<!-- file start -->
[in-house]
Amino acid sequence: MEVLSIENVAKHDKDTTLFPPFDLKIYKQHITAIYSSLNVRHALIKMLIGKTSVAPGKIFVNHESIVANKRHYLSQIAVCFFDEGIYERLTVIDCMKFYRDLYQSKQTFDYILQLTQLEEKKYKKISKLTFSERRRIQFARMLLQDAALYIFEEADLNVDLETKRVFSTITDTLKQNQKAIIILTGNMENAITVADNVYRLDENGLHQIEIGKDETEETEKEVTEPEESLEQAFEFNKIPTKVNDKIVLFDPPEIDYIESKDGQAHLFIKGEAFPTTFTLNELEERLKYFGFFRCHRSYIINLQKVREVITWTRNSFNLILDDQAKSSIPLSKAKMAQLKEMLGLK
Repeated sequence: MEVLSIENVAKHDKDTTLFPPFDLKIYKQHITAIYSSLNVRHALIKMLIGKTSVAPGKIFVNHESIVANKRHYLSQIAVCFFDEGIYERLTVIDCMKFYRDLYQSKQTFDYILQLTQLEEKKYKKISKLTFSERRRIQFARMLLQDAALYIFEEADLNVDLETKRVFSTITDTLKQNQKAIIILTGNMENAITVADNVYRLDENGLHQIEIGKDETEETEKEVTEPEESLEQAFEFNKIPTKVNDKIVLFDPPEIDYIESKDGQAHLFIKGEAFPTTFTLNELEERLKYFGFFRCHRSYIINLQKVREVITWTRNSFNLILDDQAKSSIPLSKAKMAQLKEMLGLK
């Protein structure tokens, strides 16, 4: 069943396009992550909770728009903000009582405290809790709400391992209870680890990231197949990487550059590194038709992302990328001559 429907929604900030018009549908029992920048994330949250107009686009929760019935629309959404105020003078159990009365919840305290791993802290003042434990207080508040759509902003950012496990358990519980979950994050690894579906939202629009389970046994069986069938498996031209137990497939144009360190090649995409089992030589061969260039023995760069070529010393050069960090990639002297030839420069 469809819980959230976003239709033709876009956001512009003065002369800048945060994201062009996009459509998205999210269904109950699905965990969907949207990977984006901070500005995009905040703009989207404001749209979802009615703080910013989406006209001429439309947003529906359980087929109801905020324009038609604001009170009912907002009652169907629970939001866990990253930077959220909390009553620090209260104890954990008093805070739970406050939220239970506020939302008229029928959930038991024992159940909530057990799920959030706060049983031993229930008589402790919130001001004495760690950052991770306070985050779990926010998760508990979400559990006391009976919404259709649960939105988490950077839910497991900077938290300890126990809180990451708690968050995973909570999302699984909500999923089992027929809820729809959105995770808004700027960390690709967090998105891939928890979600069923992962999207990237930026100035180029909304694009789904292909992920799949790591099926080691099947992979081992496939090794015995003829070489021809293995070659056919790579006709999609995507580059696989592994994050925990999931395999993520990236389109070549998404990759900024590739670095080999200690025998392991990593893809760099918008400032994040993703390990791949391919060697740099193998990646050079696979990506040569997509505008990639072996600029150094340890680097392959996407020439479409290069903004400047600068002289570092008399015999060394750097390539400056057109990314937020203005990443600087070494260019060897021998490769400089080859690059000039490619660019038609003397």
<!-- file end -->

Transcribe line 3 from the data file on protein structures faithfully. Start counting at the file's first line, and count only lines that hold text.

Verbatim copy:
Repeated sequence: MEVLSIENVAKHDKDTTLFPPFDLKIYKQHITAIYSSLNVRHALIKMLIGKTSVAPGKIFVNHESIVANKRHYLSQIAVCFFDEGIYERLTVIDCMKFYRDLYQSKQTFDYILQLTQLEEKKYKKISKLTFSERRRIQFARMLLQDAALYIFEEADLNVDLETKRVFSTITDTLKQNQKAIIILTGNMENAITVADNVYRLDENGLHQIEIGKDETEETEKEVTEPEESLEQAFEFNKIPTKVNDKIVLFDPPEIDYIESKDGQAHLFIKGEAFPTTFTLNELEERLKYFGFFRCHRSYIINLQKVREVITWTRNSFNLILDDQAKSSIPLSKAKMAQLKEMLGLK